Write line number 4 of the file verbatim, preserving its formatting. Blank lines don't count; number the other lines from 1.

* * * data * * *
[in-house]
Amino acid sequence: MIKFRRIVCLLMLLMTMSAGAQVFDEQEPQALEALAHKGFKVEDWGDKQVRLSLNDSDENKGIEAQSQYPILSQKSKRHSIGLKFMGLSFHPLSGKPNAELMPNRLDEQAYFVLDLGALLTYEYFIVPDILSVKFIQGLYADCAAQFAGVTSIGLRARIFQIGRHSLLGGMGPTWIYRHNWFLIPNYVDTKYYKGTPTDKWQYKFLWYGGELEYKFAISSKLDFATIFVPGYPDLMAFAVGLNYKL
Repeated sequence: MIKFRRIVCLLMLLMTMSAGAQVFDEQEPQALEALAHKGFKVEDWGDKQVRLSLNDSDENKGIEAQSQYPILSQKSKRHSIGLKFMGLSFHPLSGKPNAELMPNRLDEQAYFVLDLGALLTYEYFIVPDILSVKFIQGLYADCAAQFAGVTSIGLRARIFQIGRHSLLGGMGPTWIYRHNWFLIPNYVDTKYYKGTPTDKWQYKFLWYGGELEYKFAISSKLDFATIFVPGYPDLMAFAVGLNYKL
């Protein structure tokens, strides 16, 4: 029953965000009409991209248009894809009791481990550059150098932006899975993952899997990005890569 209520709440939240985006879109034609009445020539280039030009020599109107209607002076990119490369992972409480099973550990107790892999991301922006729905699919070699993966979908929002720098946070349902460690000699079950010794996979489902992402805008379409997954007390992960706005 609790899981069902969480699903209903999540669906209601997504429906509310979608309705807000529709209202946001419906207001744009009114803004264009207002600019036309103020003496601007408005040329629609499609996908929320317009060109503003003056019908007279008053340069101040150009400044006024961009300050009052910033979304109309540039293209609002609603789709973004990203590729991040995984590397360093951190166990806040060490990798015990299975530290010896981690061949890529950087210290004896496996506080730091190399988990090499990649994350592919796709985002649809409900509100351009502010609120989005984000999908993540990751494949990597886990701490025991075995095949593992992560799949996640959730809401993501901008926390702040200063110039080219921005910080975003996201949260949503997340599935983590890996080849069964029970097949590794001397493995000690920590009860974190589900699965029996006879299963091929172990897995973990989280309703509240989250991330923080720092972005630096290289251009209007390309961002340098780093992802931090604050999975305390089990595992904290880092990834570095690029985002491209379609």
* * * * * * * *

């Protein structure tokens, strides 16, 4: 029953965000009409991209248009894809009791481990550059150098932006899975993952899997990005890569 209520709440939240985006879109034609009445020539280039030009020599109107209607002076990119490369992972409480099973550990107790892999991301922006729905699919070699993966979908929002720098946070349902460690000699079950010794996979489902992402805008379409997954007390992960706005 609790899981069902969480699903209903999540669906209601997504429906509310979608309705807000529709209202946001419906207001744009009114803004264009207002600019036309103020003496601007408005040329629609499609996908929320317009060109503003003056019908007279008053340069101040150009400044006024961009300050009052910033979304109309540039293209609002609603789709973004990203590729991040995984590397360093951190166990806040060490990798015990299975530290010896981690061949890529950087210290004896496996506080730091190399988990090499990649994350592919796709985002649809409900509100351009502010609120989005984000999908993540990751494949990597886990701490025991075995095949593992992560799949996640959730809401993501901008926390702040200063110039080219921005910080975003996201949260949503997340599935983590890996080849069964029970097949590794001397493995000690920590009860974190589900699965029996006879299963091929172990897995973990989280309703509240989250991330923080720092972005630096290289251009209007390309961002340098780093992802931090604050999975305390089990595992904290880092990834570095690029985002491209379609």